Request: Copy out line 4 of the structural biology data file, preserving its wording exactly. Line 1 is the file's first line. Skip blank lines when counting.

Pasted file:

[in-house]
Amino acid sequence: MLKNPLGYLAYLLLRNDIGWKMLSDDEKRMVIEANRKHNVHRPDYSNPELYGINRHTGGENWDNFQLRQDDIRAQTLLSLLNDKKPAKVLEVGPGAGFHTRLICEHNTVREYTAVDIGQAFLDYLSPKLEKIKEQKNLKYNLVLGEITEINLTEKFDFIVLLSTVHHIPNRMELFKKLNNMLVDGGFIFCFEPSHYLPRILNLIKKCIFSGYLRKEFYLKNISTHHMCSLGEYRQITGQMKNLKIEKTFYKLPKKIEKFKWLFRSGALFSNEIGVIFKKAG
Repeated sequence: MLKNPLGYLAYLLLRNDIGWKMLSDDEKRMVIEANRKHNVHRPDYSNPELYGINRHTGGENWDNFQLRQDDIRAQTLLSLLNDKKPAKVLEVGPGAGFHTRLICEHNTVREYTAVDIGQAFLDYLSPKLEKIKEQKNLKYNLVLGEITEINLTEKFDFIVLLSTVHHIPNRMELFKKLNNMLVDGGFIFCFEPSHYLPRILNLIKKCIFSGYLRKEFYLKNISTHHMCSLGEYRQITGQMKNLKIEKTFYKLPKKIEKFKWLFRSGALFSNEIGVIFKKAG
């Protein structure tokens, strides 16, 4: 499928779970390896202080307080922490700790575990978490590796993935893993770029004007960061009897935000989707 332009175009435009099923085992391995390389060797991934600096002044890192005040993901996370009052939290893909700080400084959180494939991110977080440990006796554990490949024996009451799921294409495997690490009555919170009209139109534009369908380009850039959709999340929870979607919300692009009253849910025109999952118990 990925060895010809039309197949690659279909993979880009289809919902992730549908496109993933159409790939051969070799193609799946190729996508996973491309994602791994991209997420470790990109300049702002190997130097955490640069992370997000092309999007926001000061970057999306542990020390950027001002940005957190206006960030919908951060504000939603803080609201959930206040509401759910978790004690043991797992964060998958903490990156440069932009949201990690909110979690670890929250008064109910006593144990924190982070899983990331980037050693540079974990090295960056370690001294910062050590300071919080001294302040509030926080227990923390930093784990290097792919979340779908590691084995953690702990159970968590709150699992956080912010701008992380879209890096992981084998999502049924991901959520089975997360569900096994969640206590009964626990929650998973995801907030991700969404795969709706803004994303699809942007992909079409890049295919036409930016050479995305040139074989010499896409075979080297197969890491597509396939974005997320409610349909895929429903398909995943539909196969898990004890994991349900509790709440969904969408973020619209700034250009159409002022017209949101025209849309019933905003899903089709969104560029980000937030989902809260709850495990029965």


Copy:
């Protein structure tokens, strides 16, 4: 499928779970390896202080307080922490700790575990978490590796993935893993770029004007960061009897935000989707 332009175009435009099923085992391995390389060797991934600096002044890192005040993901996370009052939290893909700080400084959180494939991110977080440990006796554990490949024996009451799921294409495997690490009555919170009209139109534009369908380009850039959709999340929870979607919300692009009253849910025109999952118990 990925060895010809039309197949690659279909993979880009289809919902992730549908496109993933159409790939051969070799193609799946190729996508996973491309994602791994991209997420470790990109300049702002190997130097955490640069992370997000092309999007926001000061970057999306542990020390950027001002940005957190206006960030919908951060504000939603803080609201959930206040509401759910978790004690043991797992964060998958903490990156440069932009949201990690909110979690670890929250008064109910006593144990924190982070899983990331980037050693540079974990090295960056370690001294910062050590300071919080001294302040509030926080227990923390930093784990290097792919979340779908590691084995953690702990159970968590709150699992956080912010701008992380879209890096992981084998999502049924991901959520089975997360569900096994969640206590009964626990929650998973995801907030991700969404795969709706803004994303699809942007992909079409890049295919036409930016050479995305040139074989010499896409075979080297197969890491597509396939974005997320409610349909895929429903398909995943539909196969898990004890994991349900509790709440969904969408973020619209700034250009159409002022017209949101025209849309019933905003899903089709969104560029980000937030989902809260709850495990029965």